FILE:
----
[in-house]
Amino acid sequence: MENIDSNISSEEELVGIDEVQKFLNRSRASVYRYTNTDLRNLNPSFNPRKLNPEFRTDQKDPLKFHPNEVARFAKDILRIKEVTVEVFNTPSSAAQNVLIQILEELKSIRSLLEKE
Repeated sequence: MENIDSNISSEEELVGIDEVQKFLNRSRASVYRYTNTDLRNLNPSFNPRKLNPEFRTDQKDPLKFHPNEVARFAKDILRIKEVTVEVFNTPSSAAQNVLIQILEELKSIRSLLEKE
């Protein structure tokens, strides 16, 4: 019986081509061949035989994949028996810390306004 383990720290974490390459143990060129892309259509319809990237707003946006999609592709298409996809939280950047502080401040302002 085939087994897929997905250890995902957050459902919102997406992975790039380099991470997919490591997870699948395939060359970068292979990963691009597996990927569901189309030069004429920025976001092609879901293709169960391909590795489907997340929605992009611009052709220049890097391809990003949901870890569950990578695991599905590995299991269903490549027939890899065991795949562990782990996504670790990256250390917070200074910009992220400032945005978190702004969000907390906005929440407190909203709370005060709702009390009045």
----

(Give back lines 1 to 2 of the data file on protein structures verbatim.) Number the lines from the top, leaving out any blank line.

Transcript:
[in-house]
Amino acid sequence: MENIDSNISSEEELVGIDEVQKFLNRSRASVYRYTNTDLRNLNPSFNPRKLNPEFRTDQKDPLKFHPNEVARFAKDILRIKEVTVEVFNTPSSAAQNVLIQILEELKSIRSLLEKE